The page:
A History of Cocktails

 The first publication of the word cocktail was in The Balance and Columbian Repository newspaper in 1806, describing the concoction as:

“Cock-tail is a stimulating liquor, composed of spirits of any kind, sugar, water, and bitters—it is vulgarly called bittered sling, and is supposed to be an excellent electioneering potion, in as much as it renders the heart stout and bold, at the same time that it fuddles the head. It is said, also to be of great use to a democratic candidate: because a person, having swallowed a glass of it, is ready to swallow any thing else.”

Cocktails really took off in the mid 1800s thanks to the original celebrity bartender, ‘Professor’ Jerry Thomas. In 1862 Thomas published the world’s first cocktail and bartending book, How To Mix Drinks. It contained recipes for many classic cocktails, from the sling to the sour. It even included a handful of recipes for bottled cocktails, such as the Gin Punch, Punch à la Ford and less inventively, the Bottle cocktail.

The year 1920 saw the start of The Prohibition; despite a law passing criminalising alcohol, millions of Americans couldn’t or wouldn’t abstain. This led to a huge rise in bootlegging, an illegal alcohol-industry run by organised crime gangs in the USA. Prohibition caused bars to go under ground, relocating to attics and basements or disguising themselves as cafes and soda shops. These illegal establishments became known as speakeasies, and they were so profitable they began to flourish. But the bootleg booze sold in these establishments was such poor quality, cocktails had to adapt. Rather than the simple cocktails of the 19th century, which were mixed specifically to hero the flavour of the their liquor, these new cocktails were a blend of anything and everything to mask the flavour of the cheap booze or disguise the drinks as something legal.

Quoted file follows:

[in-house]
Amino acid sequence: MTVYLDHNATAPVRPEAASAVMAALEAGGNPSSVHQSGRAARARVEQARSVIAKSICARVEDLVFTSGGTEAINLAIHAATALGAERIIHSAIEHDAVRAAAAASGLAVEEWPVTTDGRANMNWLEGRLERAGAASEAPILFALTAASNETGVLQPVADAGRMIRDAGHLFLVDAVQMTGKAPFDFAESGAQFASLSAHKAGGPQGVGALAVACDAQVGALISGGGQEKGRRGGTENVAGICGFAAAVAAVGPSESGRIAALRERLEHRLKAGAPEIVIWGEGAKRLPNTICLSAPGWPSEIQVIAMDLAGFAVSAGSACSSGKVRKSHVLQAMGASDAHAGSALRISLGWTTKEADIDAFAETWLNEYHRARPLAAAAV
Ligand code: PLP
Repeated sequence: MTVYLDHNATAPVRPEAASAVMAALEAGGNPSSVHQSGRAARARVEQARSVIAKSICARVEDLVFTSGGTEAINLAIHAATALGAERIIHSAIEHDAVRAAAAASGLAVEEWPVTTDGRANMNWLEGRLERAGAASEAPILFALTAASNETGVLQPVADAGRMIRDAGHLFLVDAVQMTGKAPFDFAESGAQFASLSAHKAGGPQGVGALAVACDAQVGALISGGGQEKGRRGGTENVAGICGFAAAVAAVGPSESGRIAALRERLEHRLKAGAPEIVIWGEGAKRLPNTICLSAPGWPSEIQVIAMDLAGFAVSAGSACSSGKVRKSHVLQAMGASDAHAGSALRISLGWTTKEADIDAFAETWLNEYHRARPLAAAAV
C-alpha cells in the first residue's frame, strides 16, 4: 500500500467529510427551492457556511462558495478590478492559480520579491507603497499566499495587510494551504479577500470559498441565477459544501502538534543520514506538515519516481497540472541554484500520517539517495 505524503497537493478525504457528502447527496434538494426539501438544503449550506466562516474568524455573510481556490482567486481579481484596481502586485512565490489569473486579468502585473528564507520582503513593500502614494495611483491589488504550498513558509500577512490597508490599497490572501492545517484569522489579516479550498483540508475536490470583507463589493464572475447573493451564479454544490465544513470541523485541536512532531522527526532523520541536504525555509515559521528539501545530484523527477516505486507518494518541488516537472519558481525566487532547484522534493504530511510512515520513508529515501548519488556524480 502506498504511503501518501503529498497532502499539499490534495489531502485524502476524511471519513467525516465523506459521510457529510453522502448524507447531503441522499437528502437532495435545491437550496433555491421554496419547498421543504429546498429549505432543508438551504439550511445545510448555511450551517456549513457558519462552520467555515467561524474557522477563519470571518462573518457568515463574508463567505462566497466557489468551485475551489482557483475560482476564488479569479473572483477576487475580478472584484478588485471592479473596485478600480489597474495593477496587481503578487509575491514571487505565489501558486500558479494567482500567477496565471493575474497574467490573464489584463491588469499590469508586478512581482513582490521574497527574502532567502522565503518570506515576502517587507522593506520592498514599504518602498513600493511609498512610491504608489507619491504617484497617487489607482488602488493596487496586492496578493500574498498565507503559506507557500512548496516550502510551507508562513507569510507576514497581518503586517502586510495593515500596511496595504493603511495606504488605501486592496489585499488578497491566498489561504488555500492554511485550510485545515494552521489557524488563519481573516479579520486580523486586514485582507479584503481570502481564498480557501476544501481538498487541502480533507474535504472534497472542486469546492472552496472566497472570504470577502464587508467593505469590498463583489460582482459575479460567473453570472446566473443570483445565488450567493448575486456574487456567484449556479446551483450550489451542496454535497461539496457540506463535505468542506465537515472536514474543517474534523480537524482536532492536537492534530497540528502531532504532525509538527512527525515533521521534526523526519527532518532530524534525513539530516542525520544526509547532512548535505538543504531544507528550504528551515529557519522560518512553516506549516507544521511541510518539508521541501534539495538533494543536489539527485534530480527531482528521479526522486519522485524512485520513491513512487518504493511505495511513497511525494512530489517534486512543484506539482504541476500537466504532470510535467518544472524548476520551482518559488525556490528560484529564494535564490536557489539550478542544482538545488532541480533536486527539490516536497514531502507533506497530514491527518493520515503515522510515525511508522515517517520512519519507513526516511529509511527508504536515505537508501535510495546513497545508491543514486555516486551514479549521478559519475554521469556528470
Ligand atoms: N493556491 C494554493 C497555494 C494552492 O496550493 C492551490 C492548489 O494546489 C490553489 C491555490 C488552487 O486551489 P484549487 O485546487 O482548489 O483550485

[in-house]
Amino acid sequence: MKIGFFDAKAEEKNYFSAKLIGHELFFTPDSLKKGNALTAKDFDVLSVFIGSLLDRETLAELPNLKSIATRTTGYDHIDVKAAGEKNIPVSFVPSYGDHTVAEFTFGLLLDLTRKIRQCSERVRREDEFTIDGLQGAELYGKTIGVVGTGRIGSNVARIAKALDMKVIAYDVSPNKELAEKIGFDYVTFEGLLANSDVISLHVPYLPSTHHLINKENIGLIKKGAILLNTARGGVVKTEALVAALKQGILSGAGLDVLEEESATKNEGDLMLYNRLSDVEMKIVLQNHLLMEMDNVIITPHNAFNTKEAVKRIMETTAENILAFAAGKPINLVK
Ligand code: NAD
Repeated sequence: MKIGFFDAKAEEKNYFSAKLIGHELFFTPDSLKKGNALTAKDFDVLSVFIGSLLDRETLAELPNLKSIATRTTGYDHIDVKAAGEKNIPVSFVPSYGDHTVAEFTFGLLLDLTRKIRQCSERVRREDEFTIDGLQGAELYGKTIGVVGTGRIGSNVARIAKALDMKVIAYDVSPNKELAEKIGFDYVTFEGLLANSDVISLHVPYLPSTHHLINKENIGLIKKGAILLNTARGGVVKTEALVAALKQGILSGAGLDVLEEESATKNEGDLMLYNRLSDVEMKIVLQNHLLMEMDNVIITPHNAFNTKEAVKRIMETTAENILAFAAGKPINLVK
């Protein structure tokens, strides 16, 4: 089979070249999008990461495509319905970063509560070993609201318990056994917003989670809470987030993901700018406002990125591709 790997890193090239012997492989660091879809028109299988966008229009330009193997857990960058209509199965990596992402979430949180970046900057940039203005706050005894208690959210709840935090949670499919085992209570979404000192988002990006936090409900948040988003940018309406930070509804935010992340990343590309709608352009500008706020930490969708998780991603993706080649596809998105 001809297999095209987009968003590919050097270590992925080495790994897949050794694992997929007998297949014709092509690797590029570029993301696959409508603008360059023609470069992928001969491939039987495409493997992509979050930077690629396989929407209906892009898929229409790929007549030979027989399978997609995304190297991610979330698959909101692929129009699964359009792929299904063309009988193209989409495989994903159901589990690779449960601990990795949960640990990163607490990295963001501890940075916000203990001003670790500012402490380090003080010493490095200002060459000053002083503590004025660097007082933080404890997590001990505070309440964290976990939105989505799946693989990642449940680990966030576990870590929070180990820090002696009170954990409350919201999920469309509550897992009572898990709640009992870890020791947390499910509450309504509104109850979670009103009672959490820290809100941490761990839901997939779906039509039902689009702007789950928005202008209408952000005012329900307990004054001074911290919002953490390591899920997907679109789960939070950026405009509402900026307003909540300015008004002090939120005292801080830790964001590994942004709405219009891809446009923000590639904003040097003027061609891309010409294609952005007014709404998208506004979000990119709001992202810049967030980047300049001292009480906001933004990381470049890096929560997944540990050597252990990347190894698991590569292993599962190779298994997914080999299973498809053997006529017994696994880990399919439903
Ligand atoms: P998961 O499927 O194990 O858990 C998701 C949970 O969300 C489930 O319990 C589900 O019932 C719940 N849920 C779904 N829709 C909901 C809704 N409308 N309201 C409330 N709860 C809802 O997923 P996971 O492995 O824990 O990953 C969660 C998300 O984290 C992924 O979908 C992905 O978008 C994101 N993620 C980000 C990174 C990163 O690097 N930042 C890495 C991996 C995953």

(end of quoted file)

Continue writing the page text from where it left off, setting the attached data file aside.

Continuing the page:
The 1950s brought bottled cocktails back into people's minds and houses. With all the inventions modern living brought, canned and bottled cocktails were another part of the 50’s glamour.

The next wave of cocktails arrived in early 80's when new liquor such as vodka splashed onto the scene. The relative tastelessness allowed for new cocktails that tasted very little like alcohol. Mixed drinks became sweet and approachable.

Cocktails continued to rise in popularity with bars such as Milk & Honey and Angels Share opening. Passionate bartenders mixed well-balanced, challenging cocktails, once again championing the flavour of the liquor. Cocktails seemed to split into two camps, fun and fruity vs. stirred and serious. Whatever your preference, there was a drink to suit.

The trend of the current 20’s cocktails has taken a more homemade route. However it’s no surprise pre-made cocktails are back en vogue. With bars closed to the public, staff and customers had to get inventive. Be it a small batch of hand-canned cocktails from your favourite local bar or something on a larger scale, bottle cocktails are a fantastic way to enjoy a mixed drink at home.

Now, who’s thirsty?